It All Starts With Relatedness
It Starts With Relatedness
People need to be part of a group, they need to belong and the brain obsesses about the risk of not ‘fitting in’.
That’s why your level of relatedness in anything you do will determine how your other social needs manifest.
If you, as a leader are high in this social need, you’ll be great at quickly creating a deep sense of trust and role clarity in your team. This builds a winning culture and assists team members to feel supported enough to go beyond their comfort zone.
Leadership styles high in this social need:
- Change Agent
The Origins of Relatedness:
From our earliest ancestors humans have evolved to be part of groups, not only to satisfy needs for interaction and companionship but, most importantly, in order to ensure physical survival.
The ones who survived were those who could work together to hunt and gather, warn each other about dangers and maintain knowledge by learning from each other. The infants that instinctively stayed in the middle of the group were safer than those that went wandering.
It’s not surprising that neuroscientists have discovered our brains are hard-wired to keep us within social groups and is wired to raise the alarm at the mere possibility of social exclusion.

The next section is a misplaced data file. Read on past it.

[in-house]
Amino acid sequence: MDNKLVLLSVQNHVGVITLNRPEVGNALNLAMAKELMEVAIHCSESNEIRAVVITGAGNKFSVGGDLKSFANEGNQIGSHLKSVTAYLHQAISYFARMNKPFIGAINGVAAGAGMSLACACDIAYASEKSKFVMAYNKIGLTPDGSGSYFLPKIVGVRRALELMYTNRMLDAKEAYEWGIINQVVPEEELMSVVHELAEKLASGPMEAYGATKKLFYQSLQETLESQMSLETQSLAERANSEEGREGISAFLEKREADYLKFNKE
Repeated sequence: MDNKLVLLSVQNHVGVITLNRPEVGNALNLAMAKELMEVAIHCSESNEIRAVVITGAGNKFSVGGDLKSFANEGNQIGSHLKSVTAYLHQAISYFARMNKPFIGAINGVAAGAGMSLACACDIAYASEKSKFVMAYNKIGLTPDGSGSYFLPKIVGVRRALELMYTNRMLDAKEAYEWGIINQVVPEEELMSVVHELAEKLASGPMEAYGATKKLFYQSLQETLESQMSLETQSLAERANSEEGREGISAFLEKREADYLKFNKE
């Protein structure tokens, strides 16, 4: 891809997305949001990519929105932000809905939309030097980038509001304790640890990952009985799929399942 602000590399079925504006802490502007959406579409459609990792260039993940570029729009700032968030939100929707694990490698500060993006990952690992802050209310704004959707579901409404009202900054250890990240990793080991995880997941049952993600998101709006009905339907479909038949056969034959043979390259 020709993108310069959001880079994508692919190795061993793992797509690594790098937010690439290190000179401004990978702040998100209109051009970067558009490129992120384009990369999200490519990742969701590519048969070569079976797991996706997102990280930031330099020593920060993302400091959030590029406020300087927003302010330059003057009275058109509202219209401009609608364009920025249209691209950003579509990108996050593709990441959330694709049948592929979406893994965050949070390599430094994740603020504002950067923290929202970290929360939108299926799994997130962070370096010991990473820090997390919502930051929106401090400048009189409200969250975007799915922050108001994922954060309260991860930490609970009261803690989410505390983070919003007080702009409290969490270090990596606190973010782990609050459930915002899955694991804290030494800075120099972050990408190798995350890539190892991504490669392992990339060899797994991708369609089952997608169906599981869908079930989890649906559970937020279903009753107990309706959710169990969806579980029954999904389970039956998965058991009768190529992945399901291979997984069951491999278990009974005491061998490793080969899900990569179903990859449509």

Recent studies by Professor Mathew Lieberman at UCLA have discovered that experience of social exclusion actually activates the same regions within the brain that are activated when a person experiences physical pain, with the alarm signals just as strong.
The brain’s interpretation of social exclusion mirrors its interpretation of physical danger. For leaders looking to build a high performance team their first task is to make sure that each member of the team feels secure in the value they add to the group.
This isn’t about being liked, it’s about being respected and valued for the contribution a person makes to the group. When team members don’t feel safe or are unclear on how they add value, they may resort to playing politics in order to maintain their positing in the group.
These divisive strategies can destroy group cohesion and dramatically reduce the team’s performance.
What Need Does Relatedness Meet?
Relatedness enables us to feel a sense of safety and belonging within a group (including: family, business team, social group etc).
The primary social function of Relatedness is to ensure safety by maintaining an individual’s position within a group.
The need for relatedness promotes the learning of, and compliance with, specific roles and understood social rules. It recruits the brain’s ability to acquire and automate behaviour and patterns of thinking (ie. Culture, traditions, customs etc ) so that the individual will be accepted within the group without resistance.
The Key Benefit Of Relatedness:
Team members become more loyal and committed to the team as it’s what gives them a sense of purpose.
When relatedness is JUST RIGHT you end up with committed and loyal team environment which creates a winning culture where people love to come to work and go beyond their comfort zone.